A crime is committed as a result of the conflict between the character and the motive of the criminal. One may commit a crime either because the temptation of the motive is stronger or because the restrain imposed by character is weaker14. The reformative theory seems to strengthen the character of the man so that he may not become victim of his own temptation. This theory would consider punishment to be curative or to perform the function of medicine.

According to this theory crime is like a disease. This theory maintains that you can cure by killing. The ultimate aim of reformists is to try to bring about a change in the personality and character of the offender, so as to make him a useful member of society15. But that is the beginning of a new story--the story of the gradual Renewal of a man, the story of his gradual regeneration, of his Passing from one world into another, of his initiation into a new Unknown life.16

The basic principle of the reformative theory emphasizes on the renewal of the criminal and the beginning of a new life for him.17 Efforts started from the year 195618 for the abolition of death penalty with the filing of the bill in Lok Sabha but the same couldn't be achieved till now.19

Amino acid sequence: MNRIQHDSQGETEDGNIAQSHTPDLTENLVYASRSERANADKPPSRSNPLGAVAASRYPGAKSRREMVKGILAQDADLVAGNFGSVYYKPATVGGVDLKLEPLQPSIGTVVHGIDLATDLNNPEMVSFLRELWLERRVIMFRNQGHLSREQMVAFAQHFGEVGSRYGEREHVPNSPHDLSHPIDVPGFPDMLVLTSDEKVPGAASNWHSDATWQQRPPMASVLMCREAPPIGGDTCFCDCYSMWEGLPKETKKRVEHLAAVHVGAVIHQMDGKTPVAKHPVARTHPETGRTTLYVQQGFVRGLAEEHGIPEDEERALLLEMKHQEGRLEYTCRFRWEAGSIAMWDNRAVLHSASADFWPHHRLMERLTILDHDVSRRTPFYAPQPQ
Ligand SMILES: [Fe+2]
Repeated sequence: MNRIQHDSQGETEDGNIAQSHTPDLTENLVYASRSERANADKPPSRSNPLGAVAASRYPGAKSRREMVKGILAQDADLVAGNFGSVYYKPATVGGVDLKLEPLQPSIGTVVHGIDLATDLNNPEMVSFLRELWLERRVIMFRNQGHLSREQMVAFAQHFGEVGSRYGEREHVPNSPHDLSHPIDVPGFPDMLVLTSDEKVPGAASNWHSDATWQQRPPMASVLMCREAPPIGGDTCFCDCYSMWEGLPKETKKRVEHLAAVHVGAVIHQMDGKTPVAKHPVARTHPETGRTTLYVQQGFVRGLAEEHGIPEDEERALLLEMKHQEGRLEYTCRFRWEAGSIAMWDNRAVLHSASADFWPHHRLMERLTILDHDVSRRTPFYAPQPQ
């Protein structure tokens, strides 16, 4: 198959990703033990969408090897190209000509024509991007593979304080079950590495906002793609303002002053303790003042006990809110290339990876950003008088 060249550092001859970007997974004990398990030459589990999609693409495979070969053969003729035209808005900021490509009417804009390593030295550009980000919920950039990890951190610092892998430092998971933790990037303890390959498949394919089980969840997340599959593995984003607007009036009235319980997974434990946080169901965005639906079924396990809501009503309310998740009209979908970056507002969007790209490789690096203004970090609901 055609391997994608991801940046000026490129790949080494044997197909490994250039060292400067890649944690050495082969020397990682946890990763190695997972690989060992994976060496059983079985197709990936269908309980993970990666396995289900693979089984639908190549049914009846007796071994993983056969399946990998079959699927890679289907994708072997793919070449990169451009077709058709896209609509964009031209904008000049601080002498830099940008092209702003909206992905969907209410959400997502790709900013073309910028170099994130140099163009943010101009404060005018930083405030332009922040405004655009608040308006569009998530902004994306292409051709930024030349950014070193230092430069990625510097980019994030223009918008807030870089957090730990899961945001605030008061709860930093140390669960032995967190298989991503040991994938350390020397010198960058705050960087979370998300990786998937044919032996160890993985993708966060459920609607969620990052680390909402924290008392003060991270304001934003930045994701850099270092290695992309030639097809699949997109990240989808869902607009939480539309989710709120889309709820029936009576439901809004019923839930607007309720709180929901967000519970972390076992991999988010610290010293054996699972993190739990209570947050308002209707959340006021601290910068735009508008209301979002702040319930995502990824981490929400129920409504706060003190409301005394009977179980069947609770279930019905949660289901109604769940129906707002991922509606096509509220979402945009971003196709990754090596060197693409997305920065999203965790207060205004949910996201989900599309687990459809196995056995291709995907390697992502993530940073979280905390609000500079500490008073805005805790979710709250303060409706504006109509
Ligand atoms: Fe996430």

The most recent and the most humane of all theories are based on the principle of reforming the legal offenders through individual treatment. Not looking to criminals as inhuman this theory puts forward the changing nature of the modern society where it presently looks into the fact that all other theories have failed to put forward any such stable theory, which would prevent the occurrence of further crimes20. Though it may be true that there has been a greater onset of crimes today than it was earlier, but it may also be argued that many of the criminals are also getting reformed and leading a law-abiding life all-together. Reformative techniques are much close to the deterrent techniques.21

Reform in the deterrent sense implied that through being punished the offender recognized his guilt and wished to change. The formal and impressive condemnation by society involved in punishment was thought to be an important means of bring about that recognition22. Similarly, others may be brought to awareness that crime is wrong through another's punishment and, as it were, 'reform' before they actually commit a crime. But, although this is indeed one aspect of rehabilitation, as a theory rehabilitation is more usually associated with treatment of the offender. A few think that all offenders are 'ill' and need to be 'cured' but the majority of criminologists see punishment as a means of educating the offender23. This has been the ideal and therefore the most popular theory in recent years. However, there is reason to believe this theory is in decline and Lord Windlesham has noted that if public opinion affects penal policy, as he thinks it does, then there will be more interest shown in retribution in the future24. The court in the case of Ramdeo Chauhan alias Rajnath Chauhan v State of Assam25, explicitly relied upon the theories of punishment and expressed that